Oregon OKs Dumping of Contaminated
by Scott Learn
West Hayden Island's industrial prospects are far from certain, but they're firm enough to allow the Port of Portland to accept new contaminated dredge spoils on the undeveloped island for industrial fill, Oregon's Department of Environmental Quality has decided.
That decision, which could draw a lawsuit from the Audubon Society of Portland, allows the Army Corps of Engineers to dredge 75,000 cubic yards of sediment from the Willamette River's Post Office Bar and pump it onto the Port-owned island, whose northern flank has long been a dumping site.
The spoils contain low levels of PCBs, metals and DDT, the now-banned pesticide. Audubon, Willamette Riverkeeper and island activists want the island reserved as wildlife habitat and say dumping contaminated spoils is inappropriate.
DEQ's decision hinged on whether the dumping is a "beneficial use" of the spoils, in this case as fill for future industrial development. State regulations require a beneficial use finding for on-land dumping. The spoils are too contaminated for in-water dumping.
Portland's City Council hasn't decided whether to allow industrial use on West Hayden Island. In July, the council told staff to begin planning for marine terminals on 300 acres of the 800-acre island, including the dredge spoil site. But the council won't make a final decision until late next year and didn't rule out a nature reserve.
Wendy Wiles, DEQ's land quality administrator, said she concluded that prospects for industrial use are "reasonably likely" and dumping is justified. The Port, which told DEQ it planned to use the space for industry, may have to relocate the fill or cap it if the council opts against industrial development, she said.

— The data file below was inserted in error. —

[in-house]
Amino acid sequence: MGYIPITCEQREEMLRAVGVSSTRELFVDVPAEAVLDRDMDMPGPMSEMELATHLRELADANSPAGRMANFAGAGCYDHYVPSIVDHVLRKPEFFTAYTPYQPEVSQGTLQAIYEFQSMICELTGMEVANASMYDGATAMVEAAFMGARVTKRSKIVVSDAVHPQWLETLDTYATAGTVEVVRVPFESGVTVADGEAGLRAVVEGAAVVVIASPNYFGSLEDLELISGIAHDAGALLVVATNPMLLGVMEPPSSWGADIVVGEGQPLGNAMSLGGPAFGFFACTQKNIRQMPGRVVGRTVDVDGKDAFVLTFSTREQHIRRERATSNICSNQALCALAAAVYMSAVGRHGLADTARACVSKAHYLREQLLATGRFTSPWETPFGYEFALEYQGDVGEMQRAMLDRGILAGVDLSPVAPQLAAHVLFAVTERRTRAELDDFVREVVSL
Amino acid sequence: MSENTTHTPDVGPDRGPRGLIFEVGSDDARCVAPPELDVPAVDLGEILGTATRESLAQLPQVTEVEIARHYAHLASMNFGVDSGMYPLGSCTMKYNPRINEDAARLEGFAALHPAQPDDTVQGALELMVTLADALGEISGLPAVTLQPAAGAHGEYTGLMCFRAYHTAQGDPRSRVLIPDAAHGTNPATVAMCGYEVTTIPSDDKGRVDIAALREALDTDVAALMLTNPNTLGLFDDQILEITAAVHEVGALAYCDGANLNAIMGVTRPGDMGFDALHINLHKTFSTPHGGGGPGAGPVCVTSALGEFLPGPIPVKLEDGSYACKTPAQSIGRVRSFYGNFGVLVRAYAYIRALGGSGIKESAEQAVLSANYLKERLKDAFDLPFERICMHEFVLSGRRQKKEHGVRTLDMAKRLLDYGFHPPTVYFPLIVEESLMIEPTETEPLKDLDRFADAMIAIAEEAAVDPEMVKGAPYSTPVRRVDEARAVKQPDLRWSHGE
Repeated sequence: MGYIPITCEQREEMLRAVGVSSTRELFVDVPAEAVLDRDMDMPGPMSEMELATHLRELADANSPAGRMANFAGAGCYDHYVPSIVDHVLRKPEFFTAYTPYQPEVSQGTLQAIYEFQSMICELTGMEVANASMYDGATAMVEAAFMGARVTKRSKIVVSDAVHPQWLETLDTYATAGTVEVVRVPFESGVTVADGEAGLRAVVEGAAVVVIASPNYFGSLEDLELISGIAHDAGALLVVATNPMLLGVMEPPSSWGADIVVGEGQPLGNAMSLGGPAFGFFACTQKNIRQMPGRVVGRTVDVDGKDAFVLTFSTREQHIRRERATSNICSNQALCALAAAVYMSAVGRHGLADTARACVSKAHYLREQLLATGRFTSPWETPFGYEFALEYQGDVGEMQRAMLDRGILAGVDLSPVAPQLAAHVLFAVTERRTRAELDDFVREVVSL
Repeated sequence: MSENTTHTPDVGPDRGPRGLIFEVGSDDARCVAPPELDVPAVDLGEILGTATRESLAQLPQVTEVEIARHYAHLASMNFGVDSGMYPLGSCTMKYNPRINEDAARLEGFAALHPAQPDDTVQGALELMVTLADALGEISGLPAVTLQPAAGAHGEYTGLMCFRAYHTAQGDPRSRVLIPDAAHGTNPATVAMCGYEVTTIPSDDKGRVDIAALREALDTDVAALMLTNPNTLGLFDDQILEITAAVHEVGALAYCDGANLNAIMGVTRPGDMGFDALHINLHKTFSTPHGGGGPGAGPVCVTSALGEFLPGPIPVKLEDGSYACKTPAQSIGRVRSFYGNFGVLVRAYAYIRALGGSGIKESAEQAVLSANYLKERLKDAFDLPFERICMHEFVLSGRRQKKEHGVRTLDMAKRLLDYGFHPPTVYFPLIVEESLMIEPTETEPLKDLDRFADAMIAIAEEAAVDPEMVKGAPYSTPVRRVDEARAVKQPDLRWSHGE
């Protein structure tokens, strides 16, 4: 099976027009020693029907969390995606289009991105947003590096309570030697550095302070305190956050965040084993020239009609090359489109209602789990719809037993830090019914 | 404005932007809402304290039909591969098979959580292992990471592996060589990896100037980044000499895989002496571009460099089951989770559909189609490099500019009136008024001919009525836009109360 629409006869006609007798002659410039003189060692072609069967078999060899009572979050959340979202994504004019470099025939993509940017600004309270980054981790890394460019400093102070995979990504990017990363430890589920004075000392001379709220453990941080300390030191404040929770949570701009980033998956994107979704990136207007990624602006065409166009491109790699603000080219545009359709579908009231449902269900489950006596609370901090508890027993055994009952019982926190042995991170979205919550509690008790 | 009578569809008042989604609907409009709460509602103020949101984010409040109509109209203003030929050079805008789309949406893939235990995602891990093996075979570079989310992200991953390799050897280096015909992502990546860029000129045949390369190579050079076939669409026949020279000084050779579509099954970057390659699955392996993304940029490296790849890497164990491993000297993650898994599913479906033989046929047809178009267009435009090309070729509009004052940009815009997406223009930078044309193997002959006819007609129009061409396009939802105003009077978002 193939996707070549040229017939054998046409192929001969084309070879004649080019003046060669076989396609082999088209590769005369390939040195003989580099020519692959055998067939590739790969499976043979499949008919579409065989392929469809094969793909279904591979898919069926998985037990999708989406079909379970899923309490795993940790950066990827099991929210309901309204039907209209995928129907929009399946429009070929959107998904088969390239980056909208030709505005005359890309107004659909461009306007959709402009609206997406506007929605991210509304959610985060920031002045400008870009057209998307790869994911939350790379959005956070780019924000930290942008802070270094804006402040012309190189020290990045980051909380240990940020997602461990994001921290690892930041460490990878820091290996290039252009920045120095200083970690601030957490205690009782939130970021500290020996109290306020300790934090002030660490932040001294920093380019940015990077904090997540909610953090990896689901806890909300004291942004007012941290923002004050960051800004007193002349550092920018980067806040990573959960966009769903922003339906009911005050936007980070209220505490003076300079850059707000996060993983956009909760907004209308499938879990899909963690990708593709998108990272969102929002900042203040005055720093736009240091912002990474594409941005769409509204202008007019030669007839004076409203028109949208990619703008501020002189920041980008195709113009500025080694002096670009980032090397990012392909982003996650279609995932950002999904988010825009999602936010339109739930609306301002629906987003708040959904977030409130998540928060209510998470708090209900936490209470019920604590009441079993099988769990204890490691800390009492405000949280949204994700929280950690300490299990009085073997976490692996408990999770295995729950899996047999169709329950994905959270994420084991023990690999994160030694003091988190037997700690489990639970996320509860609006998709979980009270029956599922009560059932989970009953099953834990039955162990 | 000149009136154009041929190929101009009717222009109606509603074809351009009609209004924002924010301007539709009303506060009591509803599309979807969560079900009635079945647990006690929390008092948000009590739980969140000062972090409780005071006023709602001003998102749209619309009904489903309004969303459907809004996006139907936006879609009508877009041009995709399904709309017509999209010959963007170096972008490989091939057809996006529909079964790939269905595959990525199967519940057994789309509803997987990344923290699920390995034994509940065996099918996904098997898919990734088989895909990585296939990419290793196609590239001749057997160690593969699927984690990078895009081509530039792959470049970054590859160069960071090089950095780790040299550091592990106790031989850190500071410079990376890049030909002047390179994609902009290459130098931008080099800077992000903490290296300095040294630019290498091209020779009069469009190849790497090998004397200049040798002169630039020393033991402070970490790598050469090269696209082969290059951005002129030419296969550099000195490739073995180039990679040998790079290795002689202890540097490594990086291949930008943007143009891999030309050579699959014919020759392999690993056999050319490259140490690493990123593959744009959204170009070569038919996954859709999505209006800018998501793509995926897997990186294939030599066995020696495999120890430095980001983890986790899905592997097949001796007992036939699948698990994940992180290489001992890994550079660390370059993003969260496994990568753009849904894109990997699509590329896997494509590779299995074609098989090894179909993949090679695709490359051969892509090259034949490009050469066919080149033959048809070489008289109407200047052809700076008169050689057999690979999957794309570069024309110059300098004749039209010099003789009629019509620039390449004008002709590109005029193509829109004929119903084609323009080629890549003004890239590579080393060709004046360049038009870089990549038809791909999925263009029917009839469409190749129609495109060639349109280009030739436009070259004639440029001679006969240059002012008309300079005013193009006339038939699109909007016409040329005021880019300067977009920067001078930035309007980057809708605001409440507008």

The Metro regional government's plans include the Columbia River island as future industrial land.
In a Sept. 17 letter to the Port, Mayor Sam Adams called the timing of the permit application "unfortunate" and reiterated that "all options" are on the table. But the mayor didn't reject industrial development, Wiles noted. On Sept. 22, Portland planners told DEQ that the island's zoning allows dumping.
"There's nothing we've seen that suggests it's not going to be developed," she said.
Bob Sallinger, Audubon's conservation director, said the group is considering its legal options. DEQ's conclusion is "the height of speculation" amid the discussion of the island's future, he said. And the dumping risks contamination of the Columbia through flooding or leaching into groundwater.
The agencies "seem to be more concerned about getting along with each other than protecting the community," Sallinger said.
DEQ said the dumping would result in a "de minimus" increase in hazardous substances on the island. The Post Office Bar, about 2 miles up the Willamette in Portland Harbor, is a potential navigation hazard last dredged in 1989.
Sallinger said the project could begin next week. The Corps is seeking a dredging contractor, a spokeswoman said, and it's unclear if they'll meet the Oct. 31 deadline for in-water work this year.
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